Posted by: KB | June 25, 2007 12:38 PM

KB, I like your posts. Sure they're longer than the others, but some of us like to read! Both of my parents are PhDs, and they made sure to tell my brother and me that we were both very smart. There was no competition.

There is, however, a lot of pressure to got to grad school. I guess that's to be expected from two PhD parents. Would you be disappointed if your kids decided to forgo an advanced degree?

Posted by: Meesh | June 25, 2007 12:41 PM

My son (second born child) read when he was two. He could read anything. At 3 I had him tested. The Dr. who did the test said that he will never test as high as his IQ really is because he thinks outside of the box. He answered several questions "wrong". She followed up by asking him "Why didn't you tell me that a nickle and a penny are both money...money is the correct answer." (He told her what was printed on each side of the coins and the metal make ups of the coins)...he told her the reason he did not answer "money" is because she is a grown up and he figured that she knew that...

I think pronouncing children "gifted" at 3 1/2 is not always a true "label" By third grade, many "gifted" pre-schoolers are just bright kids who received attention and stimulation early on.

Both of my children were labeled "gifted"...I think that they are bright intelligent curious and creative. They did test high all the time. They rarely had to bring home books or study much. Sometimes I think that the schools teach to the lowest common denominator and the number of kids identified by one test or another as "gifted" is inflated.

Posted by: Amy in Minneapolis | June 25, 2007 12:48 PM

Really - you want many kids in the GT track. not just the geniuses. Makes sense - no one is saying that they are the geniuses - they are the students who need a little extra or they will be bored in school. Especially in public school where they are clearly teaching to the bottom - for those students who need some more stimulation, you want to give them more - even if it's 40% of the kids. That's not so many, considering what they are *not* teaching in the class.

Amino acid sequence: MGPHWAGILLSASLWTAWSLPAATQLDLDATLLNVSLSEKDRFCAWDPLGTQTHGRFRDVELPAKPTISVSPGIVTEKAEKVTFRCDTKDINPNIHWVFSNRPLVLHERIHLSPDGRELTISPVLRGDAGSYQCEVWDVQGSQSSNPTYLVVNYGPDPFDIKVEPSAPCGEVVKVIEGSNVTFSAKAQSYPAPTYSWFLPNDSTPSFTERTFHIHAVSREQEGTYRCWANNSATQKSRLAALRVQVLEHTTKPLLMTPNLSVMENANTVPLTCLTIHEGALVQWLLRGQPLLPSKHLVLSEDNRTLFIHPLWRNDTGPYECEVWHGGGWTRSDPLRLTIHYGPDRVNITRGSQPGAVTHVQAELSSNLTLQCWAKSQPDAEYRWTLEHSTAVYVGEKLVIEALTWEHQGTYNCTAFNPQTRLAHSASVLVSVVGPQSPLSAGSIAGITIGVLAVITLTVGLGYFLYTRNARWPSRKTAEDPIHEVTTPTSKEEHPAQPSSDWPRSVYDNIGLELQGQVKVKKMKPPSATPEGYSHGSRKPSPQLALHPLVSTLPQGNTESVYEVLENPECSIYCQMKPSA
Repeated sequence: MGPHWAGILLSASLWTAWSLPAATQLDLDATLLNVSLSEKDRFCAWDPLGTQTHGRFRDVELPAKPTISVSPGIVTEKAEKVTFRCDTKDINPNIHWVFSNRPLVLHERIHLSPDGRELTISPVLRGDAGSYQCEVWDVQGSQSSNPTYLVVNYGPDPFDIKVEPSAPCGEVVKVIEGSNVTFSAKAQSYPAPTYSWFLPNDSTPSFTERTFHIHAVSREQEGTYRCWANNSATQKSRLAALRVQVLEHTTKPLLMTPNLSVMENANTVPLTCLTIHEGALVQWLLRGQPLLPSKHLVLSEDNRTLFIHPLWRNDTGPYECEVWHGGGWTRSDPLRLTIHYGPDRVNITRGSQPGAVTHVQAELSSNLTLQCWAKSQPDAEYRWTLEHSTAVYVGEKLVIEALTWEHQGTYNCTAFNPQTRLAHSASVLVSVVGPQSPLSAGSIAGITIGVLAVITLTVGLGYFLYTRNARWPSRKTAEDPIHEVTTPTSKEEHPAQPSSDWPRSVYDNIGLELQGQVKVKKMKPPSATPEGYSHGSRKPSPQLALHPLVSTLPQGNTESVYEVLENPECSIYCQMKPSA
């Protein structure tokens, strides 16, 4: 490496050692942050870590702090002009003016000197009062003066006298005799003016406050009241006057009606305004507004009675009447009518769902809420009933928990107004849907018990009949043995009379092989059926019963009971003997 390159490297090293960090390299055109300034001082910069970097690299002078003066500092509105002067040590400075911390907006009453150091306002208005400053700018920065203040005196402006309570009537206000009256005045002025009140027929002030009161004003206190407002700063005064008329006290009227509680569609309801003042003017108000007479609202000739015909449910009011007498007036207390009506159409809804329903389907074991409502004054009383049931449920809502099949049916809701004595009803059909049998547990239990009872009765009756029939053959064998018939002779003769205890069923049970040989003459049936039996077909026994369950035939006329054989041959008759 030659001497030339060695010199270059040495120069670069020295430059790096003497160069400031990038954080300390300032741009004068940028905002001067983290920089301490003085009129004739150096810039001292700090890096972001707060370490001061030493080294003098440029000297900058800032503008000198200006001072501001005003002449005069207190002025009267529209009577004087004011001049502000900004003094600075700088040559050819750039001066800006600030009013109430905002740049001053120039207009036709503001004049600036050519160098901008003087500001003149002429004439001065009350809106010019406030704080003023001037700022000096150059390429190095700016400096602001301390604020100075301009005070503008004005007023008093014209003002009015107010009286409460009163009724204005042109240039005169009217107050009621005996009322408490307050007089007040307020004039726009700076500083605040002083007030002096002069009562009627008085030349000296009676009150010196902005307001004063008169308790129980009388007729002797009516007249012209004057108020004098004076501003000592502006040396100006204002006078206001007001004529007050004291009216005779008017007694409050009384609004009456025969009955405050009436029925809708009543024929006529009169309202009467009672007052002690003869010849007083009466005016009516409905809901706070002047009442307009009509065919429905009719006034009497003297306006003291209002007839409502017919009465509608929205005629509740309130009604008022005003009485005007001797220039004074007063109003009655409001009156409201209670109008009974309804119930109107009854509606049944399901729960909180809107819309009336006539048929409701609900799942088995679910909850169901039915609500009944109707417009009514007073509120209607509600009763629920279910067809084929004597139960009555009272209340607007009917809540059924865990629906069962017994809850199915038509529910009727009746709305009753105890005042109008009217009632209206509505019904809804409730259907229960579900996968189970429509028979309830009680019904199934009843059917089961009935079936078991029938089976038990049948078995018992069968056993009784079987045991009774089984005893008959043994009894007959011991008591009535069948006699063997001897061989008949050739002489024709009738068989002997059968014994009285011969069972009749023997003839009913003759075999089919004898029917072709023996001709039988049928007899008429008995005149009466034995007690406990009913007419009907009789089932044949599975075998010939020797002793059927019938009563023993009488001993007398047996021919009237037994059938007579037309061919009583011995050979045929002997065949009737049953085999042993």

My son appears not to pay attention when the class is having circle time (PreK) the teacher was telling us how they were getting frustrated that he was not participating - he didn't seem like he was listening, he was playing by himself or with the blocks or whatever and they didn't know what to do. Well, he was BORED. They told me that after a circle time they wanted to see if he was listening (and they were sure he wasn't) so they started asking him questions about what they had discussed and the stories they read, etc. He could answer all the questions perfectly.
So maybe he's not 'gifted' but he certainly needs more stimulation than the other kids in the class he was in - so they let him do his own thing knowing that he needed something they weren't giving him, but also knowing that he was definitely learning what they were teaching. So you better be sure I will be fighting for every extra program,etc for him no matter what - even if he isn't labeled a genius (and the teachers at the younger one's preschool recently told DH that our eldest is smart, but the younger is much smarter - and he's two - who knows if it's true, but I do know that we are already scared of what the two of them will accomplish together...).

Posted by: atlmom | June 25, 2007 12:51 PM

Jeez, KB, have some time on your hands today?

Posted by: Anonymous | June 25, 2007 12:54 PM

It was brought up because she is advanced for her age and sometimes this creates problems- she gets bored if she is not challenged and the head of the school, along with her teachers, and my husband and I were brainstorming on ways to keep her engaged

Posted by: Gifted Mom | June 25, 2007 12:21 PM

While I am quoting Gifted Mom, this is not intended to be a slam on her or her child, because I hear the same thing come out of many parents mouths.

Don't you think in some cases it would be better to teach the child how to not be a pain in the a$$ when they are bored?

I mean, I was bored most of my academic life, yet I didn't cause problems and force all the adults around me to entertain me. Why is this different now?

Posted by: devils advocate | June 25, 2007 12:56 PM

to meesh: both dh and I have master's degrees. we've both discussed this many times tho:
we're saving for college for the kids and hope they go, but if they don't want to, we won't force them. my PhD friend thought this was horrible! she said she and her dh value education (they're both phDs) and it would be appalling to her if her kids didn't get an education.